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Replication data for: The Demand for, and Impact of, Learning HIV Status

Version
V0
Resource Type
Dataset
Creator
  • Thornton, Rebecca L.
Publication Date
2008-12-01
Description
  • Abstract

    This paper evaluates an experiment in which individuals in rural Malawi were randomly assigned monetary incentives to learn their HIV results after being tested. Distance to the HIV results centers was also randomly assigned. Without any incentive, 34 percent of the participants learned their HIV results. However, even the smallest incentive doubled that share. Using the randomly assigned incentives and distance from results centers as instruments for the knowledge of HIV status, sexually active HIV-positive individuals who learned their results are three times more likely to purchase condoms two months later than sexually active HIV-positive individuals who did not learn their results; however, HIV-positive individuals who learned their results purchase only two additional condoms than those who did not. There is no significant effect of learning HIV-negative status on the purchase of condoms. (JEL I12, O15)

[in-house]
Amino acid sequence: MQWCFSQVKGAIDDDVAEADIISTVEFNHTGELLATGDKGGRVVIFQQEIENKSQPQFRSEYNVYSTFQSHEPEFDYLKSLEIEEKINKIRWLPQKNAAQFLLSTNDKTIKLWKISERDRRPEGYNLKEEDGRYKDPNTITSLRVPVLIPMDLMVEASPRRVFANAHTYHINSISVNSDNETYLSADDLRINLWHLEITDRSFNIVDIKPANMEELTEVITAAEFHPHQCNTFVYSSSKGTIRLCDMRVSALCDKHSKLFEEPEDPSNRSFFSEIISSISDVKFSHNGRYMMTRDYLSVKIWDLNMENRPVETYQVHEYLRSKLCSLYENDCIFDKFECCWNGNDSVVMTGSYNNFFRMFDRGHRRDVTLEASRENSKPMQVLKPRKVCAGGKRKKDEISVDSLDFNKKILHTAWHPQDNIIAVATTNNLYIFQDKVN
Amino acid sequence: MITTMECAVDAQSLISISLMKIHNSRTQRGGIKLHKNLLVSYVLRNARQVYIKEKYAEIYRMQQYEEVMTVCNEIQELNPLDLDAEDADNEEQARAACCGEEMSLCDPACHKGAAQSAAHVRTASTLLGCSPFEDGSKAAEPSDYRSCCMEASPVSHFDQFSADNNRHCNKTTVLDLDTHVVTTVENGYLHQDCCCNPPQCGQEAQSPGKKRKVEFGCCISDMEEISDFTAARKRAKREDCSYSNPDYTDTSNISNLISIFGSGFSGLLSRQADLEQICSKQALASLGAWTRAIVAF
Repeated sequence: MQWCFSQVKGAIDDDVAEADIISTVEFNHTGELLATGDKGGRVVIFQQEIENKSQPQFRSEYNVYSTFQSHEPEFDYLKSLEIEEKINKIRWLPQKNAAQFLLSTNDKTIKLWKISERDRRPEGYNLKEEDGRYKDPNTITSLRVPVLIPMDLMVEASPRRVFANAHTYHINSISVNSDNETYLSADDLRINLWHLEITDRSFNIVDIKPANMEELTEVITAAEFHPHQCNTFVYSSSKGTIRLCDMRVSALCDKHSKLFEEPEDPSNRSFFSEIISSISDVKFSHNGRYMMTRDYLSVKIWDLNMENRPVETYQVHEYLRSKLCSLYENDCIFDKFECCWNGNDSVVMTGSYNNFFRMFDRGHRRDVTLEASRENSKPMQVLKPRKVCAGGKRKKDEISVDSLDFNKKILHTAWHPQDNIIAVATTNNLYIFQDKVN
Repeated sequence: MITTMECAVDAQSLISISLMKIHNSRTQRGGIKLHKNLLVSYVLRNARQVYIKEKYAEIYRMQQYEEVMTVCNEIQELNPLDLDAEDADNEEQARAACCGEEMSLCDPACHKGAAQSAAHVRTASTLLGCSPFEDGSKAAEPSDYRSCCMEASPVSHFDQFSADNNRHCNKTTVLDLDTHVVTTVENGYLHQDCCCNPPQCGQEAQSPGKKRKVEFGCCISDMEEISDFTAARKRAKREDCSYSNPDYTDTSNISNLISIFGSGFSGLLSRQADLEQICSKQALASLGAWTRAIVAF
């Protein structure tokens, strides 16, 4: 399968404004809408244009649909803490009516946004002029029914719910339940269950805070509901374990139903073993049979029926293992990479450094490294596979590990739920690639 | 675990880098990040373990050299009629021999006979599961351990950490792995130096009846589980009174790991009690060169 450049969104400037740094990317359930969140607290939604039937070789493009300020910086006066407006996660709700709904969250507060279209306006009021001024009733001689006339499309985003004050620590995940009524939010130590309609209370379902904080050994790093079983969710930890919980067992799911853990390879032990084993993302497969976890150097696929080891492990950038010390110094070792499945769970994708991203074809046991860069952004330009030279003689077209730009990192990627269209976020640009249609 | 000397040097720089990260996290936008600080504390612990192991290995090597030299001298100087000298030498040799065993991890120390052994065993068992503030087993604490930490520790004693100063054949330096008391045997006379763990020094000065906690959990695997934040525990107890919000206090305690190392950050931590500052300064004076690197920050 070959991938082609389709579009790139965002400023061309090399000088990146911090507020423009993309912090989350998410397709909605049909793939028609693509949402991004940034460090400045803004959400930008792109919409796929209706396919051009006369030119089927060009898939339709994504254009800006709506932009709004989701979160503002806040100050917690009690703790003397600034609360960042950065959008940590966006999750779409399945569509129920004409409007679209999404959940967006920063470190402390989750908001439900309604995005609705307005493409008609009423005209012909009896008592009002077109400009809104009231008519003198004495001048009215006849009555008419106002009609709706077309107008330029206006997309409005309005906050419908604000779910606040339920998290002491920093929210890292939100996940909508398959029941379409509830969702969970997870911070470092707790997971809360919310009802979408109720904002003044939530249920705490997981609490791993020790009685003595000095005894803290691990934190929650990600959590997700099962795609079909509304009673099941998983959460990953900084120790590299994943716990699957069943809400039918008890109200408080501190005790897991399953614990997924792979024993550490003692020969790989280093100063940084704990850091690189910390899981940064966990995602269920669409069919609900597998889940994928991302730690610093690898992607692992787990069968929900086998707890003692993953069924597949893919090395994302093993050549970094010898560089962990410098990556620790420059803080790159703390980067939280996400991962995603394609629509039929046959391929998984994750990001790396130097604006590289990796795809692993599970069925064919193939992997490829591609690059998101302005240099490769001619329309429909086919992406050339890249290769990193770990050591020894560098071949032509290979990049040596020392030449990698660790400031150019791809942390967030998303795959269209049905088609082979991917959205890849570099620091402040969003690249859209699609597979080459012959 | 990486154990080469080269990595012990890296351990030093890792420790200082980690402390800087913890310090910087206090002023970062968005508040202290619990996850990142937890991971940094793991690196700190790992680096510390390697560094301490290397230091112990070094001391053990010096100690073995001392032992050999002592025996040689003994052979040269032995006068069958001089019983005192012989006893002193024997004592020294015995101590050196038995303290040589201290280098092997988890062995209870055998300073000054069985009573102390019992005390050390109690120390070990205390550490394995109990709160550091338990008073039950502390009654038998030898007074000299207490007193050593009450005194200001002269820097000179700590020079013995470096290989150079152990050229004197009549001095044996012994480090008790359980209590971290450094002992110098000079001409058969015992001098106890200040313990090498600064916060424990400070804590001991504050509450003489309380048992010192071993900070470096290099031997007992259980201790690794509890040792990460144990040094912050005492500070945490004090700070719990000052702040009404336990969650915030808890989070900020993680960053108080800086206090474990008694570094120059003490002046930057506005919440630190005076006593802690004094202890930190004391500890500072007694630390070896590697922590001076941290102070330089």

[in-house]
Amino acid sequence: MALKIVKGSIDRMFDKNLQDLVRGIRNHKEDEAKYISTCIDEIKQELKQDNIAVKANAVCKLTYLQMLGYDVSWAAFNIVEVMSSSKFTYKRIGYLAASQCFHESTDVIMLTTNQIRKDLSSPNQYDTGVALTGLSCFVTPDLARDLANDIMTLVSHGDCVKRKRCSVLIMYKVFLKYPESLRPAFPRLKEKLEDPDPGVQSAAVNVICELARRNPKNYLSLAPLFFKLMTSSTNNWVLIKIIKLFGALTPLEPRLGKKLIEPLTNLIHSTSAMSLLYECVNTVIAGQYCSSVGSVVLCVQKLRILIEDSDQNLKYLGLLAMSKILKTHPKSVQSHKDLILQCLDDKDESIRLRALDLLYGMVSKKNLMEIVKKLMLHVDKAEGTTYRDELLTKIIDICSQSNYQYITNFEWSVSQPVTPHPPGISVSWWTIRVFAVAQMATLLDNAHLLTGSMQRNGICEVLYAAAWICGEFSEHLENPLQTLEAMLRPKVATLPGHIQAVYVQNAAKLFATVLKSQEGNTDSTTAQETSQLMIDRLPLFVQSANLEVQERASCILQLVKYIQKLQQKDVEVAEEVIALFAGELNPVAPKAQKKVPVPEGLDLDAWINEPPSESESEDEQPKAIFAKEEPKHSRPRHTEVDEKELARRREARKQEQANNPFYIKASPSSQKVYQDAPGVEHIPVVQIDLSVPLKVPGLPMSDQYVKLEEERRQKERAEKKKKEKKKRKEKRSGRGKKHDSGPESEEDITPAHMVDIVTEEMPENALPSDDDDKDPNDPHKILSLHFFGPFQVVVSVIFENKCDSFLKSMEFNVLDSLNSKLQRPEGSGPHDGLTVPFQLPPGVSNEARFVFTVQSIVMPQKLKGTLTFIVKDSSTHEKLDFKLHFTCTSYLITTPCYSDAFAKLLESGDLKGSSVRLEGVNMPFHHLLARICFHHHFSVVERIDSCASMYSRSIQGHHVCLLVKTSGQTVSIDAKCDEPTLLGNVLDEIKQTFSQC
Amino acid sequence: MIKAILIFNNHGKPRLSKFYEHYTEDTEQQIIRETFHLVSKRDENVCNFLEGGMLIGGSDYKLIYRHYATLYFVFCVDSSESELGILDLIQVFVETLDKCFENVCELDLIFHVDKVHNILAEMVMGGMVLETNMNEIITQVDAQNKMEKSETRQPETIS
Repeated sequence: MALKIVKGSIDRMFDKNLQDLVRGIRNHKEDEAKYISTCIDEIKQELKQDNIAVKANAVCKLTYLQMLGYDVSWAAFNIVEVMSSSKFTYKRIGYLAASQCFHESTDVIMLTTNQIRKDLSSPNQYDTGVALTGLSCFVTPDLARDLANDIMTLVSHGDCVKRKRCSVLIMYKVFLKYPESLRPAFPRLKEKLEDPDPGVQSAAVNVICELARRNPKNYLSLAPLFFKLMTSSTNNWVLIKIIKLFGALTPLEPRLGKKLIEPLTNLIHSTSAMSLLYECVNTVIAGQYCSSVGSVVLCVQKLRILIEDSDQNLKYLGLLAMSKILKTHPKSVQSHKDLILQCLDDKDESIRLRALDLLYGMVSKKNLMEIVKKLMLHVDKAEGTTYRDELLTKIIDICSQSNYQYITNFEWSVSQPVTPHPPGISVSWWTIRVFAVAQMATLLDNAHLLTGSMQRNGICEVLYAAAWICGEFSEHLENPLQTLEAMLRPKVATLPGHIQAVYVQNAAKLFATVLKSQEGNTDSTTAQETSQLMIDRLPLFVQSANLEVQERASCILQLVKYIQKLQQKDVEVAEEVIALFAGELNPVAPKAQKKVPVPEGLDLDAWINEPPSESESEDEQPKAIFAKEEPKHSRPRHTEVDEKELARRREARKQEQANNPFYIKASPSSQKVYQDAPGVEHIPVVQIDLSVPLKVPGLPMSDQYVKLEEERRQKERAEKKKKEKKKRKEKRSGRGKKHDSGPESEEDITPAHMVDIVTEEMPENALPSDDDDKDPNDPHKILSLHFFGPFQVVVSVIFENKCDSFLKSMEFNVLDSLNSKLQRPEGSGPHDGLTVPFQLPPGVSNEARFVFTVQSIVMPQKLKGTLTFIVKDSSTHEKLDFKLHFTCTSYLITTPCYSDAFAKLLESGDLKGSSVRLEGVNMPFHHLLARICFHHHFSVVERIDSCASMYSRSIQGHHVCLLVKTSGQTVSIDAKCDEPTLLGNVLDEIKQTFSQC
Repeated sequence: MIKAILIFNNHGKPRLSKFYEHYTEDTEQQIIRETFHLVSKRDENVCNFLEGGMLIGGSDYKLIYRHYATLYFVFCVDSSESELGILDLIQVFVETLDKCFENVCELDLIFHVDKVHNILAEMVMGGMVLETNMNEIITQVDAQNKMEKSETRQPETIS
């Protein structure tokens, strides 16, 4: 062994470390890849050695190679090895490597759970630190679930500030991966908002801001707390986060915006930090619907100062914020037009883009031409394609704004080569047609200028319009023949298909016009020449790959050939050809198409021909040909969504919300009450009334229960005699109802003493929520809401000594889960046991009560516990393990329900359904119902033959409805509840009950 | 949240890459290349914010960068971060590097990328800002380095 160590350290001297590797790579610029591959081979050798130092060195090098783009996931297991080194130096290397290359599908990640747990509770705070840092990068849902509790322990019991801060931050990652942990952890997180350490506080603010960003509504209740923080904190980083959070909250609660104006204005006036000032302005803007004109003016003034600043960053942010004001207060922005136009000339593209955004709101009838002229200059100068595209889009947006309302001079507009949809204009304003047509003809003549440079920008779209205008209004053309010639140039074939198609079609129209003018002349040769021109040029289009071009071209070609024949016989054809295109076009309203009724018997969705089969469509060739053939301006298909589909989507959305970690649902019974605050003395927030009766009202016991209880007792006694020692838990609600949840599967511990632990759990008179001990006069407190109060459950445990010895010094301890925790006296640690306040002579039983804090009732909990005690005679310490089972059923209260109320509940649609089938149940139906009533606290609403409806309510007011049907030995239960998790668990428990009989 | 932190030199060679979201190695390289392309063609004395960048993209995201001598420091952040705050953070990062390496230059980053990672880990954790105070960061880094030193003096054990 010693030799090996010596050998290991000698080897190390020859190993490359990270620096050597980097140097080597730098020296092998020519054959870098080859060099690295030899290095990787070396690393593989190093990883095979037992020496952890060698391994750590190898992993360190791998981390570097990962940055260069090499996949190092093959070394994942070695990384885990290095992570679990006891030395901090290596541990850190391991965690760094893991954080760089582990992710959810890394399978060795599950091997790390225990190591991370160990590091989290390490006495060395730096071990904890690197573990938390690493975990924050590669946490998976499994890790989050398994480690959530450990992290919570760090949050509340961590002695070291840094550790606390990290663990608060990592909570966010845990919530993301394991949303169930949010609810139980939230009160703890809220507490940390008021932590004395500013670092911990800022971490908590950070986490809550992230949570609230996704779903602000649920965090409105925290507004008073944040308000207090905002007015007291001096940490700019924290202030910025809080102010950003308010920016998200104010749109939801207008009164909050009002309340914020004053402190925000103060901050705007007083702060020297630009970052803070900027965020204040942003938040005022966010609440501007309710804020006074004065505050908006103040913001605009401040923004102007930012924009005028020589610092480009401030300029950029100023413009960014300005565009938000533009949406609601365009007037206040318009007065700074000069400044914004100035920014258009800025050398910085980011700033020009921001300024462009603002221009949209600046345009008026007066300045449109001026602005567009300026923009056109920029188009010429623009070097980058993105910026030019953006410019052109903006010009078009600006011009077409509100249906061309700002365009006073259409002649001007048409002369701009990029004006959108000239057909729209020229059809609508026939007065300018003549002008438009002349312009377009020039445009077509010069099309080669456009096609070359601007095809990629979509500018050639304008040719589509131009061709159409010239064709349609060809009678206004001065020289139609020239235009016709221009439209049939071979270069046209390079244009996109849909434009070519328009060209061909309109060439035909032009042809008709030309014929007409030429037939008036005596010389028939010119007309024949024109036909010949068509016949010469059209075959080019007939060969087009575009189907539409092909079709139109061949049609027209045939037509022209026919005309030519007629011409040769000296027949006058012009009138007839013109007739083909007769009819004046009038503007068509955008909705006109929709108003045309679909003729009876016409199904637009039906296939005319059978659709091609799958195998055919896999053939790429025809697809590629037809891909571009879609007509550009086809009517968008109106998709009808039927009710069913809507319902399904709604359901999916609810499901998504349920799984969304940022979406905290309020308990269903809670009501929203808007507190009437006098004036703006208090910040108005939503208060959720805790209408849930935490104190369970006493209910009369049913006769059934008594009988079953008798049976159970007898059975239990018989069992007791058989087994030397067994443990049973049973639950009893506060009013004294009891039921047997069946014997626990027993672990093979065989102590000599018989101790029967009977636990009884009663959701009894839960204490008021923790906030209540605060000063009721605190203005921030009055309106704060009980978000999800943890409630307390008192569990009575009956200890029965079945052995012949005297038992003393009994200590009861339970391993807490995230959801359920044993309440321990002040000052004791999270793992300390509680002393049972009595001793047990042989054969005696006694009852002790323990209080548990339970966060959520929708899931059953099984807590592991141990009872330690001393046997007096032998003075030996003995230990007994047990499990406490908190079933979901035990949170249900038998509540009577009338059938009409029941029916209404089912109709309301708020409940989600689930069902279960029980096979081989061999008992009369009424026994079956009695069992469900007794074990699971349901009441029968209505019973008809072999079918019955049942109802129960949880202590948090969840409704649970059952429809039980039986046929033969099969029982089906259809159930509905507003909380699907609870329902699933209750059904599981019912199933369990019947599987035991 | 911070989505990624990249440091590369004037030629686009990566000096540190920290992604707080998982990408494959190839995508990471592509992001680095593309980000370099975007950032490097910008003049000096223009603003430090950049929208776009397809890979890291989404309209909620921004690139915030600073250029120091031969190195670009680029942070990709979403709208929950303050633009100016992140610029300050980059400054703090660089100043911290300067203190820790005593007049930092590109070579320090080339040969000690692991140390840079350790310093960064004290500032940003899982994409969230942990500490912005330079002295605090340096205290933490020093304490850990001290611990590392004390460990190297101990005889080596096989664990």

Availability
Download
Relations
  • Is supplement to
    DOI: 10.1257/aer.98.5.1829 (Text)
Publications
  • Thornton, Rebecca L. “The Demand for, and Impact of, Learning HIV Status.” American Economic Review 98, no. 5 (November 2008): 1829–63. https://doi.org/10.1257/aer.98.5.1829.
    • ID: 10.1257/aer.98.5.1829 (DOI)

Update Metadata: 2020-06-10 | Issue Number: 3 | Registration Date: 2019-10-12

Thornton, Rebecca L. (2008): Replication data for: The Demand for, and Impact of, Learning HIV Status. Version: V0. ICPSR - Interuniversity Consortium for Political and Social Research. Dataset. https://doi.org/10.3886/E113268